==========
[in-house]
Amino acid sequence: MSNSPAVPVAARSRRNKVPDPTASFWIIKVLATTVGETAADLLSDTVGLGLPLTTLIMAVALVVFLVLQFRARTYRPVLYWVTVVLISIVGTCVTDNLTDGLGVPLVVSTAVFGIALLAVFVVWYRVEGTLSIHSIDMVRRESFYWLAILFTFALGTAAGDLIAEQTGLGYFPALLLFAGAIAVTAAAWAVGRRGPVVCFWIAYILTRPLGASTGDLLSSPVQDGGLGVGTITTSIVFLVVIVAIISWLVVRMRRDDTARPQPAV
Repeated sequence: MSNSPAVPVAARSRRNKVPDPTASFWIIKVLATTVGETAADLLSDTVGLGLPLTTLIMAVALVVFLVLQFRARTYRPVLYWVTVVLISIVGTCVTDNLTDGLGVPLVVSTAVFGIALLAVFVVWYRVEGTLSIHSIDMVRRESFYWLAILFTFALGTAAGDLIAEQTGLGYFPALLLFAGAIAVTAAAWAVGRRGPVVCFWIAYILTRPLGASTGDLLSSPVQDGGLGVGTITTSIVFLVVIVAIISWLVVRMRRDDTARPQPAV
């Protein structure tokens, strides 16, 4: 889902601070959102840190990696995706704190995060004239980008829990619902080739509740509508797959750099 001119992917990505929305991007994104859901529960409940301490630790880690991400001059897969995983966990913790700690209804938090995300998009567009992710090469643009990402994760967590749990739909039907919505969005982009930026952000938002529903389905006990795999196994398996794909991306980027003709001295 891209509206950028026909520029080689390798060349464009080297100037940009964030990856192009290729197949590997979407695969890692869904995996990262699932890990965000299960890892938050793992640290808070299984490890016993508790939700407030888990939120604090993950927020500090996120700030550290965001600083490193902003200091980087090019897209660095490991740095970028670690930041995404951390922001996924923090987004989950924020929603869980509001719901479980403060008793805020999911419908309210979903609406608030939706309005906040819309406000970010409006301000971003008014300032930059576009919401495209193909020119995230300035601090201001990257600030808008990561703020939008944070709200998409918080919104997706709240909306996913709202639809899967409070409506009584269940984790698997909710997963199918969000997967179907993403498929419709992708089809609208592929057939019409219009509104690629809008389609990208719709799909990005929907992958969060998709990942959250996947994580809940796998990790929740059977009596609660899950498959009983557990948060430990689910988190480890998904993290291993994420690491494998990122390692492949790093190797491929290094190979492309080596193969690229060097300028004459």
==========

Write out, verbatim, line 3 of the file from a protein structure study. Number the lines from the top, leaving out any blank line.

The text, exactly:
Repeated sequence: MSNSPAVPVAARSRRNKVPDPTASFWIIKVLATTVGETAADLLSDTVGLGLPLTTLIMAVALVVFLVLQFRARTYRPVLYWVTVVLISIVGTCVTDNLTDGLGVPLVVSTAVFGIALLAVFVVWYRVEGTLSIHSIDMVRRESFYWLAILFTFALGTAAGDLIAEQTGLGYFPALLLFAGAIAVTAAAWAVGRRGPVVCFWIAYILTRPLGASTGDLLSSPVQDGGLGVGTITTSIVFLVVIVAIISWLVVRMRRDDTARPQPAV